Among other things the Regulation generally reduced the applicable time periods. By way of example, a personal savings account will now be considered dormant if there have been no transactions for three years - previously it was six years.

Electronic contracting

Due to practical constraints on movement within the UAE at present, the ability of customers to physically attend the premises of financial institutions or to deliver original documents has been severely impacted. The result of which being that financial institutions are increasingly needing to consider the on-boarding of customers and conclusion of contracts and transactions by electronic means.

Electronic contracting was addressed in the UAE under the Electronic Transactions Law (Law No 1 of 2006) which provided that transactions and contracts could be concluded through electronic correspondence and electronic signatures would be recognised. Although the law has been positive for the UAE, and as the financial market moves closer to full digitisation, consideration also needs to be given to the approach of the UAE Courts and practical issues which can arise.

There are also transaction specific considerations, with particular actions or transactions giving rise to increased risk when undertaken electronically. This can be the risks arising from the customer in challenging transactions before the Courts, and also in some situations an increased risk of fraud.

What is clear is that the UAE has the framework for electronic contracting allowing financial institutions to consider practical solutions to the current difficulties. However due to the potential risks if challenged in Court, institutions need to carefully consider a comprehensive solution which involves appropriate mitigation measures to evidence transactions and protect against challenges from customers. If done correctly, financial institutions can accept electronic contracting to facilitate normal operations with their customers without exposing themselves to increased risk. However, the solution applied by banks need to be appropriate for the product, transaction and customer.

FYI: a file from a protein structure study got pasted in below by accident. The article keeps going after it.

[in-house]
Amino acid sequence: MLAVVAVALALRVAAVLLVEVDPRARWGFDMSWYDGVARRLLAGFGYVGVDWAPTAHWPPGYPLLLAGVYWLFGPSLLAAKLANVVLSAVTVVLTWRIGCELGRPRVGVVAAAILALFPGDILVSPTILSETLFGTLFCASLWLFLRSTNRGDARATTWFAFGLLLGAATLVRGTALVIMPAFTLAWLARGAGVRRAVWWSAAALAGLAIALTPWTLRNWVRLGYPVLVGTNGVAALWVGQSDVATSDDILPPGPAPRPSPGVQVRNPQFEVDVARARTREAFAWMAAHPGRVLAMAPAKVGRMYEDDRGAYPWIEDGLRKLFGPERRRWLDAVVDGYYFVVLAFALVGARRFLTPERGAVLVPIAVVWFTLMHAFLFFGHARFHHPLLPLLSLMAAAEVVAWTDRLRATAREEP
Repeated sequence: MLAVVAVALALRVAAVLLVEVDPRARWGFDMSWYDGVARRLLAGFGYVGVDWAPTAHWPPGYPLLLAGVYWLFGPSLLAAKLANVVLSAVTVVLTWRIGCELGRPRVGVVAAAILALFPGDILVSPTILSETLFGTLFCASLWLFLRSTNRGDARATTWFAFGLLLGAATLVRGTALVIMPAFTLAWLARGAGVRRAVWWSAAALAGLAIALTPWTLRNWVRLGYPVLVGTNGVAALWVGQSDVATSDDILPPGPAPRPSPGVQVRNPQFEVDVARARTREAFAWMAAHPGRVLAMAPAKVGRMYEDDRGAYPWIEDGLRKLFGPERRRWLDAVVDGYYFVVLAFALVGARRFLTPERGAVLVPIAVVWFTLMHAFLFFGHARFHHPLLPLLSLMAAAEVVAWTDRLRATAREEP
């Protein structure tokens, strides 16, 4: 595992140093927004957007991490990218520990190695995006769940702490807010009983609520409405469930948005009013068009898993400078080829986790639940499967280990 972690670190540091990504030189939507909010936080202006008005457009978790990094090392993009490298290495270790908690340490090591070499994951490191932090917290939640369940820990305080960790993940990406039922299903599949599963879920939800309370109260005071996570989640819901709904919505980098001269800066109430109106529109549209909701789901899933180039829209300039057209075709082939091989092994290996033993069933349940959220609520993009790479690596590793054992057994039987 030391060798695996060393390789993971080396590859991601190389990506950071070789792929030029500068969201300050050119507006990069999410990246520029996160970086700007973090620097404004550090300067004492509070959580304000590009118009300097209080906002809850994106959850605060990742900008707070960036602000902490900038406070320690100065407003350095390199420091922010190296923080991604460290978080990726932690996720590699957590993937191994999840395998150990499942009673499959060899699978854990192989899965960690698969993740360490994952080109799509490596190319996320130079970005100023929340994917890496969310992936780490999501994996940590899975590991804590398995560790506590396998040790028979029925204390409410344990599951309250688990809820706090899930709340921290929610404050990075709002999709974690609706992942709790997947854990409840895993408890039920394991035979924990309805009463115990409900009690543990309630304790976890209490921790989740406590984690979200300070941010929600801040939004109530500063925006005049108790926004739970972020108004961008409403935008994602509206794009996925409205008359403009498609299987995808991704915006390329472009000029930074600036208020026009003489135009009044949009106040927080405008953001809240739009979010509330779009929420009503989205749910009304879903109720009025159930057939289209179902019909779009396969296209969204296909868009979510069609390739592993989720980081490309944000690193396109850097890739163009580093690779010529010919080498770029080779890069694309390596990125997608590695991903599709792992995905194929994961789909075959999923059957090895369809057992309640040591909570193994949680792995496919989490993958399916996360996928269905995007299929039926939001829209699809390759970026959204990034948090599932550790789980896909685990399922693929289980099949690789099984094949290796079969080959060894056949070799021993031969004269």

Bounced Cheques

Since 2017 the criminal offence for certain dishonoured cheques in the Emirate of Dubai was effectively replaced by the imposition of a fine. In 2017 the Attorney General in Dubai directed that cheques under AED200,000 would be subject to a fine, as opposed to criminal sanctions.

This approach has now been followed in the Emirate of Abu Dhabi pursuant to Decision No. 14 of 2020 by the Attorney General Office in Abu Dhabi. As a result, the dishonouring of cheques under AED500,000 will be subject to a fine. The decision was effective from 16 March 2020.

KUWAIT

Kuwait’s Regulatory Response

Understanding the economic ramifications of the Covid-19 situation, the government of Kuwait has just as quickly sought to address the effect on institutions due to the decrease in demand by gearing up for appropriate economic intervention. The Central Bank of Kuwait (“CBK”) has taken critical regulatory measures to combat the effects of the coronavirus outbreak. Of particular importance is the Circular of 15 March, 2020 (the “Circular”), under which the CBK has instructed banks, investment companies and regulated financial firms (i) to desist from selling any mortgaged collateral against loans and financing facilities unless such sale is at the request of the borrower obligor, and (ii) to cooperate with and be understanding of a borrower when requesting additional collateral. By instructing financial firms to refrain from selling mortgaged assets, the Circular safeguards against cascades of collateral fire sales whilst concurrently encouraging creditors to renegotiate the terms of at-risk facilities at earlier stages.